The first indication of Earth-core complexity came with Lehmann’s 1936 discovery of the inner core.The core is approximately half the radius of the Earth and is about twice as dense as the mantle. It represents 32 percent of the mass of the Earth. Iron crystals are the main constituents of the solid inner core.The actual presence of the solid inner core inside Earth was proven after the great Alaska earthquake of 28 March 1964 and is no longer questioned today. Estimating properties of this inner core, however, remains a major challenge.The crystals may have grown with a preferred orientation when the inner core was formed, or processes at work in the inner core may have aligned them over time.The dynamics of the core is critically influenced by the combined effects of rotation and magnetic fields.The core has some additional impurities; about 6% of Ni and about 10% of lighter elements such as H, O, S, and C. The light elements are believed to exist preferentially in the fluid outer core as compared with the solid inner core.Earth in its entirety can be considered a slow nuclear reactor with its solid ”inner core” providing a major contribution to the total energy output. Since radionic heat is generated in the entire volume and cooling can only occur at the surface, the highest temperature inside Earth occurs at the center of the inner core. Overheating the center of the inner core reactor due to the so-called greenhouse effect on the surface of Earth may cause a meltdown condition, an enrichment of nuclear fuel and a gigantic atomic explosion.In order to understand better the origin of the seismic anisotropy observed in the inner core, experiments and theories have focussed on the mechanical behavior of crystalline iron at the extreme conditions of the inner core estimated to have temperature of about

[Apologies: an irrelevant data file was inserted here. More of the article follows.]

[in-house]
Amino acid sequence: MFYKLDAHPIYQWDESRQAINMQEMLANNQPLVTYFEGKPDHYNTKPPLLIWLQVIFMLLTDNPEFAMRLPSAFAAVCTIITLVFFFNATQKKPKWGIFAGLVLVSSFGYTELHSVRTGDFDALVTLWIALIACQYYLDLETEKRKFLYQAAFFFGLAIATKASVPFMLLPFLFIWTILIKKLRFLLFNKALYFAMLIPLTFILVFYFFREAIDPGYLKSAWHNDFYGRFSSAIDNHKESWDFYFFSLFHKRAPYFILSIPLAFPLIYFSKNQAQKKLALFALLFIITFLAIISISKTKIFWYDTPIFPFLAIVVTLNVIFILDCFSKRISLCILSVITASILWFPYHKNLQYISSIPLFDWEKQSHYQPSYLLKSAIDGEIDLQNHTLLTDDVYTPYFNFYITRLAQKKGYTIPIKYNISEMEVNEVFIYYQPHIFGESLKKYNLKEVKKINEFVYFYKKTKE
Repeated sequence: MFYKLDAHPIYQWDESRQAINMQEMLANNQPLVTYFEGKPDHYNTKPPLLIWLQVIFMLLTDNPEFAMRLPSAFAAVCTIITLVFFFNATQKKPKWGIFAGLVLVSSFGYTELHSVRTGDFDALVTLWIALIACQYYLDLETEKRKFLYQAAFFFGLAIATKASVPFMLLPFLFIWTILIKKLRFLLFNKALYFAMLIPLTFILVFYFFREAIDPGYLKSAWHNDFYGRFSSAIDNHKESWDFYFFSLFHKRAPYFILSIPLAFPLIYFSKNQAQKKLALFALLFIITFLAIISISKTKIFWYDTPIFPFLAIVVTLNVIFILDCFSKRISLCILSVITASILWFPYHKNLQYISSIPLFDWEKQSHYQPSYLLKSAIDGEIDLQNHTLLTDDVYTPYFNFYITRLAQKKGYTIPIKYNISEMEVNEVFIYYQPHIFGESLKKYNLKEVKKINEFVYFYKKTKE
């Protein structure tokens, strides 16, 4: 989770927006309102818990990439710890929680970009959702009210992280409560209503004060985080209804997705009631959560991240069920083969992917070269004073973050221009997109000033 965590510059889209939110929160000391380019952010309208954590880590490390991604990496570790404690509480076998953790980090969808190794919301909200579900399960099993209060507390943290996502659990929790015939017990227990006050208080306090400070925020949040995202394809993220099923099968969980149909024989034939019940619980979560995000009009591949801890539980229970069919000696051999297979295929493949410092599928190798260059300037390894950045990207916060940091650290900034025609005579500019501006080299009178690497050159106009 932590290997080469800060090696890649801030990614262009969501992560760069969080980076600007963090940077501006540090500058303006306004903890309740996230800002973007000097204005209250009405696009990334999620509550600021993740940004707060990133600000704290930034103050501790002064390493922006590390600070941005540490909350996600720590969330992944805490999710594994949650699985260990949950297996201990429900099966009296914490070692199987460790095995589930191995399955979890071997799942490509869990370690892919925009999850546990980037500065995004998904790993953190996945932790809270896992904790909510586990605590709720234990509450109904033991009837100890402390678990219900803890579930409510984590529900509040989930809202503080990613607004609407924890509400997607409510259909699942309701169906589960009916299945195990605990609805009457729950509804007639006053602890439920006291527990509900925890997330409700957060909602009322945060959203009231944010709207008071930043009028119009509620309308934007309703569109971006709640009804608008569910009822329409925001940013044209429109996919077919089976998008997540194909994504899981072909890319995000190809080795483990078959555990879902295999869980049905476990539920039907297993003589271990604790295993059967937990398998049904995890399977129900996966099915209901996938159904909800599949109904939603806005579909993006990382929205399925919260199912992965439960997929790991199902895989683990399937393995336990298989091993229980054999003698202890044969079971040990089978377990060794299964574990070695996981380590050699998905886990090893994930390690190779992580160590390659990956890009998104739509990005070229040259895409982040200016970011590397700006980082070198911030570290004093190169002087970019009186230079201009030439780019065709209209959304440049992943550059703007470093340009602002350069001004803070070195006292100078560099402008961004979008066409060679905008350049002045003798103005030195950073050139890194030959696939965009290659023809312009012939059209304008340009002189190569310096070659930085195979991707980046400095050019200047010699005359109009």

5000K and pressure of 330GPa.
The primary dynamics of the Earth’s fluid core is controlled by rapid rotation, small viscosity, thermal or compositional convection, and a self-generatedmagnetic field.
Several facts about the core, however, can be established directly from the seismic data with quite considerable ncertainty:
The ”inner core” (the part inside the 1220 km radius) is a solid, because it transmits shear waves and only a solid can do this.
The ”outer core” that surrounds the solid inner core appears to be a fluid - due to the absence of shear waves there.
To a seismologist, who performs observations with respect to the surface of Earth, the solid inner core seems slightly anisotropic, a few %, and this anisotropy seems "spinning" inside the planet about 4% faster than the planet spins around its own axis.
In contrast to the outer core, the inner core is denser than pure iron, so it is thought to be iron-nickel without a light element. Thus it is chemically different from the outer core, as well as being solid rather